Tony Blair’s institute continues to receive funding from the Saudi government since the murder of Jamal Khashoggi

It has come to light that ir Tony Blair’s institute has continued to advise and receive funding from the Saudi government since the murder of Jamal Khashoggi.


The Sunday Times reported that the former prime minister’s organization is involved in a multimillion-pound partnership to aid in the modernisation of the country under the leadership of Crown Prince Mohammed Bin Salman.

In 2018, the prince, who is the de facto leader of the Gulf state, was accused of ordering the murder of Washington Post journalist Jamal Khashoggi at the Saudi consulate in Istanbul.

He has denied any involvement and pointed the finger at rogue agents.

After Mr. Khashoggi’s death, Sir Tony’s spokesman verified that the institute had continued its participation in Saudi Arabia’s Vision 2030, an ambitious economic reform program designed to boost tourism and reduce reliance on oil.


Internal “anxieties” were initially expressed, according to a statement, as the institute pondered how to proceed with the partnership, which began in 2017, following the murder.

In the end, however, Sir Tony believed that continued engagement was “justified” despite the “terrible crime,” and neither staff nor board members opposed the decision, according to the spokesman.

“The renewed engagement of the United States and Western nations with Saudi Arabia and Crown Prince Mohammed Bin Salman demonstrates the correctness of this decision,” a statement said.

It follows a report by the Financial Times that Rishi Sunak invited the prince to the United Kingdom in the fall. At the time, Downing Street declined to comment.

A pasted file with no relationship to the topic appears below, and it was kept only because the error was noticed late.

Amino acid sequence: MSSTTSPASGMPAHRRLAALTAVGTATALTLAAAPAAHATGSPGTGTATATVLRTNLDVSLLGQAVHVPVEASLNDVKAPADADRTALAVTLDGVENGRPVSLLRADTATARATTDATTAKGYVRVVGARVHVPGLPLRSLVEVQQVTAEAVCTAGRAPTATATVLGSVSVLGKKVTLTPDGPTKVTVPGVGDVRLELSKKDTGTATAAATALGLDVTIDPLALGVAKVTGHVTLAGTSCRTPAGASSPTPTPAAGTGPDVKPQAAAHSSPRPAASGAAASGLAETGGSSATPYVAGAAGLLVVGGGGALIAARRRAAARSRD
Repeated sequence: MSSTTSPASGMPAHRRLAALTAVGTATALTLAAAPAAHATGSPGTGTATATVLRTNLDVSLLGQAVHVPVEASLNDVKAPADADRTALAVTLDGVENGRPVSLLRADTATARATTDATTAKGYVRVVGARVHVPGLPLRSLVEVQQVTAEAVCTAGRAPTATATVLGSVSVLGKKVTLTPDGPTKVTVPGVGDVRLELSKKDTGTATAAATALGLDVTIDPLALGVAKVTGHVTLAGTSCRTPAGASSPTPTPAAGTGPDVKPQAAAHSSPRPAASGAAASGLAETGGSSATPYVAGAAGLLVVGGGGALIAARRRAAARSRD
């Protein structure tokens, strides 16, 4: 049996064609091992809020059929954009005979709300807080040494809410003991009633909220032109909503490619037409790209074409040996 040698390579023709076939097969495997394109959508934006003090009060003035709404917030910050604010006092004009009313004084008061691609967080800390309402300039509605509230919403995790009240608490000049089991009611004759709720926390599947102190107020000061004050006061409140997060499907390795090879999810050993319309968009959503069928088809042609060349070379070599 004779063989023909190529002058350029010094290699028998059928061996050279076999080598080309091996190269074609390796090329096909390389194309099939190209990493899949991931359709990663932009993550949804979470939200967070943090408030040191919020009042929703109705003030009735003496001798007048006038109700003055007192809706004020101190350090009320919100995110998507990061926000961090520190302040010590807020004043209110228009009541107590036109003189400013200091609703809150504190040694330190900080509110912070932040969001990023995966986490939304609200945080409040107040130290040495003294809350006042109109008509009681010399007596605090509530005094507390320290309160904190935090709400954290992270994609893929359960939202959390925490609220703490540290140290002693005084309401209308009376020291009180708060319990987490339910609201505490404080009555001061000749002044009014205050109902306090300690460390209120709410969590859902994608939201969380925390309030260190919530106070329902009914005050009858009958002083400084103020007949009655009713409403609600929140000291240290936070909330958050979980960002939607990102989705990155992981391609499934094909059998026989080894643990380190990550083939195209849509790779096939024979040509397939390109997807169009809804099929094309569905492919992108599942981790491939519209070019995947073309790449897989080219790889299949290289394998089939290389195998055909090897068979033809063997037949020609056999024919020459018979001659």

A visit to the United Kingdom would be the latest indication that Western nations are welcoming the crown prince back into the diplomatic fold following his exclusion following the murder.


Following Brexit, the United Kingdom intends to strengthen its ties with the kingdom despite concerns over its human rights record in order to attract investment from the oil-rich Gulf.

Details of the voyage have not yet been finalized, according to the Financial Times, which quotes an official as saying, “It’s more up to them, given that we need them more than they need us.”

Mr. Sunak conferred with Prince Mohammed on the sidelines of the November 2018 G20 summit in Bali, where the leaders discussed social reforms and civil liberties, but not the murder of Mr. Khashoggi, as stated by No. 10 at the time.

Last year, when he met with the crown prince to discuss energy and security issues, US President Joe Biden brought up the subject, indicating that he believed the Saudi leader was culpable for the murder.

According to a statement from Sir Tony’s office, he “believed then and continues to believe now that the programme of social and economic change underway in Saudi Arabia is of immense and positive importance to the region and the world… the relationship with Saudi Arabia is of critical strategic importance to the West, and therefore staying engaged there is justified”


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